Consider this institution-level message map from the University of Missouri. You should always create a message map as part of your research communications, whether it relates to the macro (one’s overall body of work), the micro (a specific project, such as a forthcoming book), or both. The following example is of what this looks like for an individual who is in the process of launching a new book on school bullying based on her research.
School administrators should deploy anti-bullying programmes that are integrated into school activities and enable the school to measure progress.
Proof points related to this key message
Story example #1
Consider the example of Anytown High School. As a result of adopting such a programme, there was a drastic reduction in bullying cases brought forth by students and parents.
Story example #2
Consider the story of a particular student who personifies the numerous young men and women whose lives are ruined by bullying. This person’s life has been negatively impacted: the abuse suffered led to him dropping out of school and propelled a substance abuse issue that still hasn’t been resolved.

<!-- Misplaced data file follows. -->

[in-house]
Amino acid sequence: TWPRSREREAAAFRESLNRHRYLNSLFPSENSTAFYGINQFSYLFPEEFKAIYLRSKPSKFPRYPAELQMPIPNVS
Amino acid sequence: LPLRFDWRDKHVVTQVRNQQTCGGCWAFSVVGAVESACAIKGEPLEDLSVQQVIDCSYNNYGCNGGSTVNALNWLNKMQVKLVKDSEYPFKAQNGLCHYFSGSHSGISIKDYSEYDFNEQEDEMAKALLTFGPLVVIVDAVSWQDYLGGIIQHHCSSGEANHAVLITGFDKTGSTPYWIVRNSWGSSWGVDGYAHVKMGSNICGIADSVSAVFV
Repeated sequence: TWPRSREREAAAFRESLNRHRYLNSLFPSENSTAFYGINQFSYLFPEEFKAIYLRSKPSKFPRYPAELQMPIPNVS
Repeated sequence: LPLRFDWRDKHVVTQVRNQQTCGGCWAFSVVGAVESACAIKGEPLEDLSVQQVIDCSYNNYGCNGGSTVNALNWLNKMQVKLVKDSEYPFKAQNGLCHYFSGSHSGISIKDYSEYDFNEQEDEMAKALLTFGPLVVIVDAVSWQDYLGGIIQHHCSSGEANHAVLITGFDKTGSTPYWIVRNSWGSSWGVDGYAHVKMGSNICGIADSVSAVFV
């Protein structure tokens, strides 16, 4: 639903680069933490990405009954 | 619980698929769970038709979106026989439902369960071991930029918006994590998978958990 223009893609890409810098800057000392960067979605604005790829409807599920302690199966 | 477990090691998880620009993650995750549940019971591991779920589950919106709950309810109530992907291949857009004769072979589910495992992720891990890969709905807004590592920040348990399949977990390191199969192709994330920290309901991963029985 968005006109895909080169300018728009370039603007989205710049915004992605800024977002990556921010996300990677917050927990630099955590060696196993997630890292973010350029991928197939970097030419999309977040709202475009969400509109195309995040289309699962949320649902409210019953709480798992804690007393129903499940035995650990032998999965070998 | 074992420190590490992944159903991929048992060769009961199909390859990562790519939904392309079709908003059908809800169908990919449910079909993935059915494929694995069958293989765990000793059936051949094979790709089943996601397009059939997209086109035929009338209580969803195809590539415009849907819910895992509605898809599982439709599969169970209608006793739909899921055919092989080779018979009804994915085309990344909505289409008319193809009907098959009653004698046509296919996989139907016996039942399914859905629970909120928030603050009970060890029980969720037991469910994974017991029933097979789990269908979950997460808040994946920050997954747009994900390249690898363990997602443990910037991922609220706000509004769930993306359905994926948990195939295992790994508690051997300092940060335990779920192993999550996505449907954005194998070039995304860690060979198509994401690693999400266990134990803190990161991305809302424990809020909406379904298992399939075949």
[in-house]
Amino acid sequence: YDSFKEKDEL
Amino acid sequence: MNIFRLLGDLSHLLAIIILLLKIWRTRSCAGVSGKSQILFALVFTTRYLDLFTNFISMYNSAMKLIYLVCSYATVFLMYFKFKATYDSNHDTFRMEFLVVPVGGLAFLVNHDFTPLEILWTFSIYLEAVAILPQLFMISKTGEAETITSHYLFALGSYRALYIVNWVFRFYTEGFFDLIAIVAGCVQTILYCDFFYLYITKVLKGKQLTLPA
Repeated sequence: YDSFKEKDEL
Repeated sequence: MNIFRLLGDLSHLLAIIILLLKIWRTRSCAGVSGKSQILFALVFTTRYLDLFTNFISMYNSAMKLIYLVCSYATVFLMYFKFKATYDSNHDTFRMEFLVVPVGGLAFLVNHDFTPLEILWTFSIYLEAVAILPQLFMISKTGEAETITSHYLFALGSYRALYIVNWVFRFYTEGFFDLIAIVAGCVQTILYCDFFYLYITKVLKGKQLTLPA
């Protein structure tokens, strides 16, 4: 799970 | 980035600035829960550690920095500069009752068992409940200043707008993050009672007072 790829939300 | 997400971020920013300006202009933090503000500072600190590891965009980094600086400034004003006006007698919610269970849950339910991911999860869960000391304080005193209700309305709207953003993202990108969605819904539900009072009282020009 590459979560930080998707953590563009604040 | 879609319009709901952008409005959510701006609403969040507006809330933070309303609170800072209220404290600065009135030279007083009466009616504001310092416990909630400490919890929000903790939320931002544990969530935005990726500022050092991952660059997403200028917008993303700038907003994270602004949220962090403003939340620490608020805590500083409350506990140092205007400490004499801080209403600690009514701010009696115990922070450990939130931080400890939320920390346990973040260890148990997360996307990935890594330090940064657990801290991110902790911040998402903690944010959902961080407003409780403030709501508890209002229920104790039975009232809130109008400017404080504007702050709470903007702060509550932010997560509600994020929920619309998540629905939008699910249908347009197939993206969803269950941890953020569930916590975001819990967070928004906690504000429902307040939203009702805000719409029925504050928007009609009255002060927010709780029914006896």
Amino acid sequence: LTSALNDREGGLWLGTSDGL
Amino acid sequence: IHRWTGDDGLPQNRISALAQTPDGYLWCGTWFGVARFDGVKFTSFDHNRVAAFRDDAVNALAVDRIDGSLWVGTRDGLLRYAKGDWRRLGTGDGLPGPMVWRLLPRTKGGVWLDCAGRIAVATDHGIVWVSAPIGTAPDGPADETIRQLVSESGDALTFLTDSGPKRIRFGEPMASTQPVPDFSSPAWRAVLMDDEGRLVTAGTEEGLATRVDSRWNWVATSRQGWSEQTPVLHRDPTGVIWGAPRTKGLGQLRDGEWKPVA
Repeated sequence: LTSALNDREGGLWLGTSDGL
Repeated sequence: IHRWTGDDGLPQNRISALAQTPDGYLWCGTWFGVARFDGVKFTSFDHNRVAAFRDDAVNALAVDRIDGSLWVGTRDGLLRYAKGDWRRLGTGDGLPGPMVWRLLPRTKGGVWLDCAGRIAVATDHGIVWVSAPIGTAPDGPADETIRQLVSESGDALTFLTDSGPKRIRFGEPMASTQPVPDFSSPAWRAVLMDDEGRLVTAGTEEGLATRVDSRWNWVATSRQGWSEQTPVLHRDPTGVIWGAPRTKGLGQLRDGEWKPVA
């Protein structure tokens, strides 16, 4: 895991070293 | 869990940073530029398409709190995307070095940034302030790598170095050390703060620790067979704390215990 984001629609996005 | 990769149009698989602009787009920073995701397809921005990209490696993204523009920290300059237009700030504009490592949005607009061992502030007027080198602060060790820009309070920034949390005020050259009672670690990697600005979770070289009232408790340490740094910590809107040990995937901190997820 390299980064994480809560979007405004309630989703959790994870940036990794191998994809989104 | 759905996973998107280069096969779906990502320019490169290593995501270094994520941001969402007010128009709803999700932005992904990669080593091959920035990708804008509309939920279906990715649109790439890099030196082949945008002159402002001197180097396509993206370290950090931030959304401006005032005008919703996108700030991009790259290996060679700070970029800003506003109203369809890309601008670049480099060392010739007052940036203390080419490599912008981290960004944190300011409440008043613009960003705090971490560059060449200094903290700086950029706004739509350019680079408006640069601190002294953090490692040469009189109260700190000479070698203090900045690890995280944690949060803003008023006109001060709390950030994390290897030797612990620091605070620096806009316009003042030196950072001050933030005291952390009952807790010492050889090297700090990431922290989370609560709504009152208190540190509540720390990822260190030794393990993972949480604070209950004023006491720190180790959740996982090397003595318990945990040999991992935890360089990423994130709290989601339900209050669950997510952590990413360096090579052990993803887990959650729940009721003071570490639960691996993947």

Many school administrators don’t realise school bullying is a problem. In fact, according to our survey, X per cent of school administrators don’t think it is a problem in their school, while X per cent of students say they have been victimised by bullying. Programmes that incorporate education about bullying into all school activities have reported an X percent reduction in school bullying cases from one year to the next.
Imagine you are trying to lose weight. You need to check the scale to see if you are making progress. Unfortunately, many school administrators don’t measure their progress in terms of reducing bullying incidents on campus. How can they know if progress is being made?
Our research shows that students’ increased awareness about what bullying entails leads to a reduction in cases and higher graduation rates.